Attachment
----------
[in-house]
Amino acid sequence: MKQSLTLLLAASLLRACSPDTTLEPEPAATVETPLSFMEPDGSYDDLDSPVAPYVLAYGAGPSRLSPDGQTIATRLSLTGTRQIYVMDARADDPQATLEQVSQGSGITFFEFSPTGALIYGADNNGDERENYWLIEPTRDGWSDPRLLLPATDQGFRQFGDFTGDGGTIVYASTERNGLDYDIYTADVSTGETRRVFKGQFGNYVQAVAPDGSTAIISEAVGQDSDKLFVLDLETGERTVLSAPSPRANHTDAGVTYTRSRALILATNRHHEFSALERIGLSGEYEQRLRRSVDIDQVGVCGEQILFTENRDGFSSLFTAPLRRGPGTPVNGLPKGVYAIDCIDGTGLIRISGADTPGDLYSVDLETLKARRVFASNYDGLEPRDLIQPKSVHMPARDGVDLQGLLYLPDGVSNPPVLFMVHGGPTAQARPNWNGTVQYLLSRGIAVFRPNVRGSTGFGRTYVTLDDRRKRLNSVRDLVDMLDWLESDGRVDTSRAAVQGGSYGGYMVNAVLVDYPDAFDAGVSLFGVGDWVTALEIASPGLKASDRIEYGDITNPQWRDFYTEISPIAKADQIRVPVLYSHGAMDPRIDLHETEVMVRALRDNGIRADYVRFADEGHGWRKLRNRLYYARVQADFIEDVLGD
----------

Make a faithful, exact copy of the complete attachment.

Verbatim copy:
[in-house]
Amino acid sequence: MKQSLTLLLAASLLRACSPDTTLEPEPAATVETPLSFMEPDGSYDDLDSPVAPYVLAYGAGPSRLSPDGQTIATRLSLTGTRQIYVMDARADDPQATLEQVSQGSGITFFEFSPTGALIYGADNNGDERENYWLIEPTRDGWSDPRLLLPATDQGFRQFGDFTGDGGTIVYASTERNGLDYDIYTADVSTGETRRVFKGQFGNYVQAVAPDGSTAIISEAVGQDSDKLFVLDLETGERTVLSAPSPRANHTDAGVTYTRSRALILATNRHHEFSALERIGLSGEYEQRLRRSVDIDQVGVCGEQILFTENRDGFSSLFTAPLRRGPGTPVNGLPKGVYAIDCIDGTGLIRISGADTPGDLYSVDLETLKARRVFASNYDGLEPRDLIQPKSVHMPARDGVDLQGLLYLPDGVSNPPVLFMVHGGPTAQARPNWNGTVQYLLSRGIAVFRPNVRGSTGFGRTYVTLDDRRKRLNSVRDLVDMLDWLESDGRVDTSRAAVQGGSYGGYMVNAVLVDYPDAFDAGVSLFGVGDWVTALEIASPGLKASDRIEYGDITNPQWRDFYTEISPIAKADQIRVPVLYSHGAMDPRIDLHETEVMVRALRDNGIRADYVRFADEGHGWRKLRNRLYYARVQADFIEDVLGD